The main purpose of the maturity model is to assess the current situation. To this end, 200 criteria are divided into eight fields ("dimensions") and the maturity levels for each dimension are broken down into five levels. Using this as a basis, it is possible for digitalization projects to be precision-developed, and for individual measures for improving digital maturity to be prioritized as short-term, medium-term or long-term subprojects.textbild-1-smart-health-enFurther support with the definition and working out of digitalization goals and concepts is provided by the recommended activities, which represent initial experience in the form of best practices within the dimensions and sub-dimensions. 

    External support needed 

    However, not even this tool is able to overcome the greatest obstacle: the severe staff shortages in public offices, local authorities and healthcare facilities. Manpower aside, in some areas there is also a lack of know-how, i.e. of IT expertise and project management experience, but also of concepts for digitalization which are explicitly geared towards increasing efficiency potential.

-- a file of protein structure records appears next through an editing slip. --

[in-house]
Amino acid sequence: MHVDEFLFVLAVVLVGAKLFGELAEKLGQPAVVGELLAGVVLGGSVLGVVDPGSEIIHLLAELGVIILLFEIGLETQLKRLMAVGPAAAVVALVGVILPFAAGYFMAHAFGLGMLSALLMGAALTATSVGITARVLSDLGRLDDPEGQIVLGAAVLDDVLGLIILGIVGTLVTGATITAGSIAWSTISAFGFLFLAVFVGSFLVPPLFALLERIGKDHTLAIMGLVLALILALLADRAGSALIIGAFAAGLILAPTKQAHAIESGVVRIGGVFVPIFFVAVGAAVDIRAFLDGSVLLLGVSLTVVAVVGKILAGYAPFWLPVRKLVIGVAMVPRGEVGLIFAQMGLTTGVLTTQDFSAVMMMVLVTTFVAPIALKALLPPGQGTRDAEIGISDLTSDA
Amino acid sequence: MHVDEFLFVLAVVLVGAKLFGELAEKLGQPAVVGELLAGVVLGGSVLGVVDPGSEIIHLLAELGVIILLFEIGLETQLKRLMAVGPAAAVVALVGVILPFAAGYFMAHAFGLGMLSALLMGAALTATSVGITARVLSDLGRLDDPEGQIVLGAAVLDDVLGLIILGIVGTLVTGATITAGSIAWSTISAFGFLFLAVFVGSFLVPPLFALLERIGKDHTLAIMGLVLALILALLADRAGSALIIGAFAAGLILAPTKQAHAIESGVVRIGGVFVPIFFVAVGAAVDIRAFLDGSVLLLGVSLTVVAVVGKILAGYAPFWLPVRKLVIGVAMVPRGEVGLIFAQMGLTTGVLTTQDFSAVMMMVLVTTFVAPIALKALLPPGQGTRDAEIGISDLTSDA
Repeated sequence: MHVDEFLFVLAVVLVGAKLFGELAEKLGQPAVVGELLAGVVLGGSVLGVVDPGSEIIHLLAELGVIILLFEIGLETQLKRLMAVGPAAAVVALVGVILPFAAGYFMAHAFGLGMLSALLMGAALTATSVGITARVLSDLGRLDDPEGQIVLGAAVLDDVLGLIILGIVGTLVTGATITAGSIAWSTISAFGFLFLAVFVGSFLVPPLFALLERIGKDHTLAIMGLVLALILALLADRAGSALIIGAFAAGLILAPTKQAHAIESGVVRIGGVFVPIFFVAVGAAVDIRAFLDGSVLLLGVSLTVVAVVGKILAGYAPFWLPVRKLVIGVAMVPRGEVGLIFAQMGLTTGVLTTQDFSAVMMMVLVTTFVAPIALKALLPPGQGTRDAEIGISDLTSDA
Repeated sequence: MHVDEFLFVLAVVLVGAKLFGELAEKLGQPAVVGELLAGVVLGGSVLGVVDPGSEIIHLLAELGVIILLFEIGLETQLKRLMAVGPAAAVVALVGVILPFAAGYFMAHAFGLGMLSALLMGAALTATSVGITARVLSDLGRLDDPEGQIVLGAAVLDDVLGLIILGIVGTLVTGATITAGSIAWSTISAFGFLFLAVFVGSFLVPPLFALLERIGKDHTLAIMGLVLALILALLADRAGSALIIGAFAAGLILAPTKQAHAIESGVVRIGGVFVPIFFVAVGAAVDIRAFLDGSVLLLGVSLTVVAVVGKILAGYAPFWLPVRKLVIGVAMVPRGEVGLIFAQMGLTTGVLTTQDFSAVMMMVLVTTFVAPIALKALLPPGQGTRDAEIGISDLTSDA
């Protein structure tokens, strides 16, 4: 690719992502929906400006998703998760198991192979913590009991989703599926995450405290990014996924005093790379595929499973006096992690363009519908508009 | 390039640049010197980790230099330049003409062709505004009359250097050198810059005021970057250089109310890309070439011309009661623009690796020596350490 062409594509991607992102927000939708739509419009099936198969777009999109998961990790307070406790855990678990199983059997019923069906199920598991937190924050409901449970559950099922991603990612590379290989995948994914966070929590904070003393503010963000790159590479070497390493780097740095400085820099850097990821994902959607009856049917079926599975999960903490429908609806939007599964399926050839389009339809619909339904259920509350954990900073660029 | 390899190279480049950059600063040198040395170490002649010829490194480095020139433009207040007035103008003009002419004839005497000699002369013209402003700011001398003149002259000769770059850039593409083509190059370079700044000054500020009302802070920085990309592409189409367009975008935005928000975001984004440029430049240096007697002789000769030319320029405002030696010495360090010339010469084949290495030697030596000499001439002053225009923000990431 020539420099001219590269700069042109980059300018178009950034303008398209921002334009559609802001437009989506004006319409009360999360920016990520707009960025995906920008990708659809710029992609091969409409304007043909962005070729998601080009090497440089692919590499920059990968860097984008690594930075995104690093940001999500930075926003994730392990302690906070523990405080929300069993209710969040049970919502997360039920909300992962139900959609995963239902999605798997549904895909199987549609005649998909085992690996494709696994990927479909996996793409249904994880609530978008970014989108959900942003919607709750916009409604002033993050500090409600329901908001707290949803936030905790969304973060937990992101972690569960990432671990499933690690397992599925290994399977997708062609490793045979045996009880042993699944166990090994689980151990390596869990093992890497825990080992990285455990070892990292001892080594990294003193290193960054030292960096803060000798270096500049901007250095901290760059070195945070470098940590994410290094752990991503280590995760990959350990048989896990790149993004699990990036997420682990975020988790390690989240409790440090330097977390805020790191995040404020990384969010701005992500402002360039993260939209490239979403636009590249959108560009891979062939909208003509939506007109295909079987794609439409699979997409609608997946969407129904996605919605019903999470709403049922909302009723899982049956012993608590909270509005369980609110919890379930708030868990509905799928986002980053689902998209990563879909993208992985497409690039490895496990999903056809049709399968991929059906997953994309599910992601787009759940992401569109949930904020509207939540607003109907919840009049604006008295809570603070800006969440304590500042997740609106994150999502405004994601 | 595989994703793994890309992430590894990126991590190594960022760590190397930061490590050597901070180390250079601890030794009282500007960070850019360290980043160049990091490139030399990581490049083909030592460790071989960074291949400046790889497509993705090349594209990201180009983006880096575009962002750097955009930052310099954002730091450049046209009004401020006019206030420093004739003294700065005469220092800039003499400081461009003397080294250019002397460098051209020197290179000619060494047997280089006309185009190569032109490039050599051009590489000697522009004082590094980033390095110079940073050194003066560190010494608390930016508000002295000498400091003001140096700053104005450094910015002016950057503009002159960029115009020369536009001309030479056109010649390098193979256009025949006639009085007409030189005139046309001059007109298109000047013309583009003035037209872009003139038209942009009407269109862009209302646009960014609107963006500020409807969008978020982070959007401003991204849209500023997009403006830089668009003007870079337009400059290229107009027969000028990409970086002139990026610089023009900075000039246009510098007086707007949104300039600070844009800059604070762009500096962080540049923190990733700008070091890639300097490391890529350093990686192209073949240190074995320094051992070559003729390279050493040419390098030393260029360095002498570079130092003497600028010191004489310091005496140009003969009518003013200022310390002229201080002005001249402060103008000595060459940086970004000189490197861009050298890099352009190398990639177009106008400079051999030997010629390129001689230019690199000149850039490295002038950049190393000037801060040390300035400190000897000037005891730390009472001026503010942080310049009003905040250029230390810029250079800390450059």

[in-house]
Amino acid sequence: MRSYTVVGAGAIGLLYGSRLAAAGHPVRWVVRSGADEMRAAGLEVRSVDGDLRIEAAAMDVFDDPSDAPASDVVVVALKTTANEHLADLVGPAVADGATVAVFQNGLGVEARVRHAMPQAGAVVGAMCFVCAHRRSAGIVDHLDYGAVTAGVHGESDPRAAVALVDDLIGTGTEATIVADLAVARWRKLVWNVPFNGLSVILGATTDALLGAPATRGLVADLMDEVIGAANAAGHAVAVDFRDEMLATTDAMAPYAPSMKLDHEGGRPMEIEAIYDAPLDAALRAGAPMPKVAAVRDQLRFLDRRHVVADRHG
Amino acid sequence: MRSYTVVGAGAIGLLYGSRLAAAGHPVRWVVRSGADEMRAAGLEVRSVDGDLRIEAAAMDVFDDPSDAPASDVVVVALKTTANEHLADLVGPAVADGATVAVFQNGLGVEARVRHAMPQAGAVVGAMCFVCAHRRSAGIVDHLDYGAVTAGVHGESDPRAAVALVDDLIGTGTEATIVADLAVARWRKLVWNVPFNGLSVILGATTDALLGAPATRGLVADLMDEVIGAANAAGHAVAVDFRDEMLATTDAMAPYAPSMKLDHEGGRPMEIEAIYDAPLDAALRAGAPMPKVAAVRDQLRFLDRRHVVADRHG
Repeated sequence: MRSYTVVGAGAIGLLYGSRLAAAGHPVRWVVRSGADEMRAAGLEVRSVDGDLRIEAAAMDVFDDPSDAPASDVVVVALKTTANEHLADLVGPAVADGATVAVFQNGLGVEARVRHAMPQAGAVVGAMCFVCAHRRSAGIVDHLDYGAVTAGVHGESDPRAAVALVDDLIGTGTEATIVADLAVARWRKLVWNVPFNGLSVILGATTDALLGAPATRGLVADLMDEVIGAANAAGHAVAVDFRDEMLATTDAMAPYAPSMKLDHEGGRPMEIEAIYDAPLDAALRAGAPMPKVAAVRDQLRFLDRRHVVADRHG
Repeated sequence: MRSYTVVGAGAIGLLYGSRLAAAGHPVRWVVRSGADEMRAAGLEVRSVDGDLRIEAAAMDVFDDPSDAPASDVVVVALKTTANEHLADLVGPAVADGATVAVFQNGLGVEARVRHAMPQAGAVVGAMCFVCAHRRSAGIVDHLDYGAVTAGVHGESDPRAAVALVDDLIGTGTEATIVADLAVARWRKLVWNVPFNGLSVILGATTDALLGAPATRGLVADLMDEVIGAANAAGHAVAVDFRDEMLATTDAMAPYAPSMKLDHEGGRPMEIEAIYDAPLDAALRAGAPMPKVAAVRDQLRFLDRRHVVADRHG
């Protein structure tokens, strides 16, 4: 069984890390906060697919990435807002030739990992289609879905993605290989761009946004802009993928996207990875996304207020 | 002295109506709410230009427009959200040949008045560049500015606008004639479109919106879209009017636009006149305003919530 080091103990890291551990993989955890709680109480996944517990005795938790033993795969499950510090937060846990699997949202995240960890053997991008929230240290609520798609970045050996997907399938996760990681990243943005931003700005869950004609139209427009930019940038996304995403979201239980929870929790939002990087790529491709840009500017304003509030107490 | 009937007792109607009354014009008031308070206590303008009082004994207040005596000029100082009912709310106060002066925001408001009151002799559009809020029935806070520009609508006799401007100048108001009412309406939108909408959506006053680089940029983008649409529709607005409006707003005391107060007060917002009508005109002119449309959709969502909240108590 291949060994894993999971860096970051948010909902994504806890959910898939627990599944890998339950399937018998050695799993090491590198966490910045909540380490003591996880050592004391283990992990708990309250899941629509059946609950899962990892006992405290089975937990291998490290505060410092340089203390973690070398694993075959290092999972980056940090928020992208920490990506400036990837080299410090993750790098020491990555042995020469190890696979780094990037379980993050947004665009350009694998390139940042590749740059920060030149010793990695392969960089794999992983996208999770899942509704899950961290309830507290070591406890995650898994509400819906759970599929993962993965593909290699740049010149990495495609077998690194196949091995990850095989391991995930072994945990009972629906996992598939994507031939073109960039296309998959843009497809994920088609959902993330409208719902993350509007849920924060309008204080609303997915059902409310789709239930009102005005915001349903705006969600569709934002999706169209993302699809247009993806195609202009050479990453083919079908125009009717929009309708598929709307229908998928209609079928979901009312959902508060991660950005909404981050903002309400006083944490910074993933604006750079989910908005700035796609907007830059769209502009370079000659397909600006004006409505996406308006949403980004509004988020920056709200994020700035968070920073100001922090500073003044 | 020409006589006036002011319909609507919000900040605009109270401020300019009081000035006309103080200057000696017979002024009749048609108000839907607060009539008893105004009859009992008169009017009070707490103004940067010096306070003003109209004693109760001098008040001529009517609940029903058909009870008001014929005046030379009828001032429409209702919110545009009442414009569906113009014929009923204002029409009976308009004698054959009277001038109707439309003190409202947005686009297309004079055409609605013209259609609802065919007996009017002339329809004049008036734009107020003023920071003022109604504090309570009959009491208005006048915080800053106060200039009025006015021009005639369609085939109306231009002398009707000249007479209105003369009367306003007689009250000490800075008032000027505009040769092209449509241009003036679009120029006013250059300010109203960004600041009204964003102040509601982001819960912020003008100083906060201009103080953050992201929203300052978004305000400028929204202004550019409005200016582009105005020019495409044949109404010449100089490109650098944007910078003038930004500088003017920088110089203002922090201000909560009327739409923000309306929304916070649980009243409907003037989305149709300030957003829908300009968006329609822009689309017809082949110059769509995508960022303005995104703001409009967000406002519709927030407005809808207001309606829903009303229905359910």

This means that health departments need external support: At the very latest with the implementation of the project, but often enough during the project development phase, and also with applications for the necessary funding. One possible partner that meets the requirements for this task is the EDAG Group. Its Public Services department has acquired many years of expertise in the healthcare sector, along with experience in the entire public sector and the integration of public services in all areas of administration. 

    EDAG has already demonstrated its competencies in several projects in the healthcare sector. Examples of this are the "Smart Care in Rural Areas" project carried out by the district of Giessen and the establishment of the ELFA Interoperability Office in the public health service of the state of Hesse.